Chocolate Custard Pie with the Easiest Pastry Crust Ever
This is one of the recipes that reinvigorated my love affaire with baking. I'd been away at university for the last four years, and my kitchen skills had suffered. But I'd been talking with some American friends, and they were waxing lyrical about how fantastic sweet pies were. Here in New Zealand, pie means pastry with meat in it, so the concept was unusual but sounded yummy. As I am a chocolate lover, I decided that was to be my flavour and set out to find a suitable recipe. It scared me; they all seemed so fancy and custard filled. What if the custard didn't cook, or it curdled, or... there was a long list. But really? It was so much easier than I'd anticipated and my confidence was boosted immeasurably.
This pie is delicious, and made with milk chocolate, so the chocolate flavour is not really overwhelming. Which is to say, you won't feel like you're going to die of chocolate over load by the end of it. If, however, you do desire such a delicious fate, go ahead and use a chocolate with a high cocoa percentage.
It was my father's birthday today (52!), so I thought we should have a yummy dessert, which is why this delicious recipe is making it's debut tonight.
The dessert section of my much loved recipe book.
Easiest Pastry Crust Ever:
1 cup flour 1/2 cup cocoa 100g salted, melted butter* 1/4 cup caster sugar 1 egg yolk
*I always use salted butter in my cooking; unless I stipulate otherwise, assume it's salted.
1. In a bowl combine everything. Make sure that your melted butter does not touch the yolk initially. You don't want a cooked yolk.
2. With an electric mixer, combine.
3. You can kneed and roll this pastry if you like, but I never, ever do. Instead I press it into a flan tin (one where the bottom lifts out if pushed from underneath). Just keep adding little handfuls of the pastry mix and press until the whole tin is covered (sides included). Make sure your tin is well buttered.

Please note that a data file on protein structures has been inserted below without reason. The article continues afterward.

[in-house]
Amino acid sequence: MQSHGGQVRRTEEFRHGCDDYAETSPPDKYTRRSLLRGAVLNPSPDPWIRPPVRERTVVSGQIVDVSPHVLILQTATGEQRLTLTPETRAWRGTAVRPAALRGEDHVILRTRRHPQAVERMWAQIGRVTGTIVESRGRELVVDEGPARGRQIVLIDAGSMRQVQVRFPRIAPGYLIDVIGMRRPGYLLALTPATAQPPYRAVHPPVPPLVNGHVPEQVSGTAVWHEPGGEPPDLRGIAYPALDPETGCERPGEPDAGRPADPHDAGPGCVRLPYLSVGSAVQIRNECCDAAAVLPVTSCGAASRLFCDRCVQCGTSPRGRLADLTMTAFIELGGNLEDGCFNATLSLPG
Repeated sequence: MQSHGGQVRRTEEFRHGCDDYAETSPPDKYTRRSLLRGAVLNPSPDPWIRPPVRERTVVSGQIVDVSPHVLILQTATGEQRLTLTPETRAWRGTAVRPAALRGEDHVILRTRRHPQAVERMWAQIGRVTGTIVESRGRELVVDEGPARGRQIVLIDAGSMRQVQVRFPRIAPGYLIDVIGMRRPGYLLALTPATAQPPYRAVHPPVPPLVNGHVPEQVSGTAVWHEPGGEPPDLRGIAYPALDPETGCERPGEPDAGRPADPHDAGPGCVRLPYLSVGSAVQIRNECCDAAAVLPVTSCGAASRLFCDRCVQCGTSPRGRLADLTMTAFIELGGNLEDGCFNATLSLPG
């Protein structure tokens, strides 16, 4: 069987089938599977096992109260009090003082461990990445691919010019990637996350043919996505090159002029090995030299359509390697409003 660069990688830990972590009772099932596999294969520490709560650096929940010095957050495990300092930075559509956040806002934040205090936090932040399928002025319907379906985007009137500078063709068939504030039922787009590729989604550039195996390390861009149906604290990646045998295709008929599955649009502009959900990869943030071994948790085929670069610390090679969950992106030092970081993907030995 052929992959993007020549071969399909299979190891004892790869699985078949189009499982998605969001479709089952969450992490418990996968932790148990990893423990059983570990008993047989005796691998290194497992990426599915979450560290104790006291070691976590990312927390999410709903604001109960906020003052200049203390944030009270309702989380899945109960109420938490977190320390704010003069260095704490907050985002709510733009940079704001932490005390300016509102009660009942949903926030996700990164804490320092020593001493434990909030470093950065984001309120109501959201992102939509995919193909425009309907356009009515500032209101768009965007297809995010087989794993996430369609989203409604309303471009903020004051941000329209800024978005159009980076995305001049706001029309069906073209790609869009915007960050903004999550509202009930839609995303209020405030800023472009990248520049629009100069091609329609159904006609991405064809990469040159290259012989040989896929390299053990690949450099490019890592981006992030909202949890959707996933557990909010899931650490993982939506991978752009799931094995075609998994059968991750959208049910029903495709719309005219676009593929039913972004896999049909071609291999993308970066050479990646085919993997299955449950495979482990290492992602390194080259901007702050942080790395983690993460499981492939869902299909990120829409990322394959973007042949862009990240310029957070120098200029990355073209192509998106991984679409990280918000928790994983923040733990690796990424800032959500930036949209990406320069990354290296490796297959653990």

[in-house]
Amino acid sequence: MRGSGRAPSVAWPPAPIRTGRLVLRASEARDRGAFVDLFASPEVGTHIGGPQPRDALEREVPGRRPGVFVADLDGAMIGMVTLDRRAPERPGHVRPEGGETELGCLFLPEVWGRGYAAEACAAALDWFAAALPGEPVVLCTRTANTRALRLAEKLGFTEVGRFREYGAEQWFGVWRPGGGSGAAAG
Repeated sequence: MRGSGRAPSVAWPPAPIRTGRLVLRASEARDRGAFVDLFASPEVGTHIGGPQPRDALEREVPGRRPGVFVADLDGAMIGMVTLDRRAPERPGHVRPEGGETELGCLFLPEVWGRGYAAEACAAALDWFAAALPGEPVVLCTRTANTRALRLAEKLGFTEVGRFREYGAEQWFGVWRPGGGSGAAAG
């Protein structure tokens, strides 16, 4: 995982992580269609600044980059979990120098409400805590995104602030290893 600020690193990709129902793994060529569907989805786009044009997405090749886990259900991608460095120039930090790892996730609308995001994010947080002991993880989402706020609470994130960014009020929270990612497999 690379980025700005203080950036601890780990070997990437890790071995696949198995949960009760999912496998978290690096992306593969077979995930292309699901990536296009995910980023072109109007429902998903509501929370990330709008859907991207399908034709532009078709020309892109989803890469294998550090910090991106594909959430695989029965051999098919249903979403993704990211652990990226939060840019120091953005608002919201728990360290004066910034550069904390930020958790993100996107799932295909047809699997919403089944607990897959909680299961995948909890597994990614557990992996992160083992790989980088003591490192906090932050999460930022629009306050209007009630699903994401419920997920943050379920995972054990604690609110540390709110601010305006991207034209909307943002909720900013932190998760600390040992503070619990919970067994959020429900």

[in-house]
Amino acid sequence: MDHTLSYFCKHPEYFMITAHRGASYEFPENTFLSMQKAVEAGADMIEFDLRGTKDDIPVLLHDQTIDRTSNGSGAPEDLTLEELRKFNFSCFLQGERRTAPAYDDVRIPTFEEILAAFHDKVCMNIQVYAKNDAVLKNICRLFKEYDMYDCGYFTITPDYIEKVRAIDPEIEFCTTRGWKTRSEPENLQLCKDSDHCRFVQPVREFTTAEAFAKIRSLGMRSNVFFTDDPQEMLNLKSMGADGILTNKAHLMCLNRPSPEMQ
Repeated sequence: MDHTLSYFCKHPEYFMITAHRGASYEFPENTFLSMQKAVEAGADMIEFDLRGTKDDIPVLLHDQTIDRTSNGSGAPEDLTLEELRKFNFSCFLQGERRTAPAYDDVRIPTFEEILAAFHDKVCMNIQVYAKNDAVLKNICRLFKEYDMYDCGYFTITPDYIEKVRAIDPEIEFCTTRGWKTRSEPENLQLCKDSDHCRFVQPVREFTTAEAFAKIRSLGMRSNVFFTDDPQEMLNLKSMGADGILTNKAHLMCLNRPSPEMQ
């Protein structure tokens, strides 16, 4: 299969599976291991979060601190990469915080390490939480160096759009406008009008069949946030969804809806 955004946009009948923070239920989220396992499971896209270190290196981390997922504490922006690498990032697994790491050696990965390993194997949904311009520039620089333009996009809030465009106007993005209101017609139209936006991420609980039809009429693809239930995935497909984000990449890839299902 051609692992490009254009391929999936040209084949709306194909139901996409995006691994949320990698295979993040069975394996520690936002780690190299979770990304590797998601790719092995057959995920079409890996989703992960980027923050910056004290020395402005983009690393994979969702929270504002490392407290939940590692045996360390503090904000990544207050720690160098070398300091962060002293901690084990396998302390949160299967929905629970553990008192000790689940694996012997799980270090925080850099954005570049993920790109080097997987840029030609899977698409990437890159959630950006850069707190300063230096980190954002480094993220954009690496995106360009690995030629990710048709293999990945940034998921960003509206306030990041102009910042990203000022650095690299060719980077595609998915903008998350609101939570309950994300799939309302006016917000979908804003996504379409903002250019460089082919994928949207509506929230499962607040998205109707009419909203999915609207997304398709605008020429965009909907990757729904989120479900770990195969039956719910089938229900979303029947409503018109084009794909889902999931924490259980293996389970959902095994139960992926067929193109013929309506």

See the loose stuff around the edge? Just press it down, so that it looks like the stuff in the middle.
5. Cover in baking paper and then fill with baking beans* to weight down. Bake for ten minutes at 180 degrees celcius, just long enough to partially bake the crust, but not long enough so that it will burn when you cook the custard filling.
Here we are all ready to go into the oven. It'll look pretty much the same when it comes out.
With the beans. I always like to make sure the baking paper covers the edges, as they are the most likely to burn/cook faster.
6. Remove and let cool for ten minutes, then fill with custard and pop back in the oven for 10 - 20 minutes.
* I use haricott beans. Rice works, too. Anything that you don't ever want to cook again, and will not burn when in the oven.
1. In a saucepan slowly heat the cream and chocolate. Do not let it boil; you really just want enough heat to melt the chocolate, so that you can combine the two.
2. Set aside to cool to tepid (and make your crust).
3. Once the mixture is tepid, whisk in your eggs and egg yolk. Now you can pour the mixture into your prepared pastry case, and bake for 10-20 minutes at 180 degrees celcius. In order to tell if the custard has set, touch it gently. If you feel some resistence to your touch, it is ready. There should be some jiggle to it, but nothing that would indicate that it is still liquidly inside. It will not set to solid.
All cooked up and cooling.
4. When cooled, dust with lots of icing sugar and serve with a dollop of cream
Does that not look amazing? It's all creamy and velvet soft and yummy in there.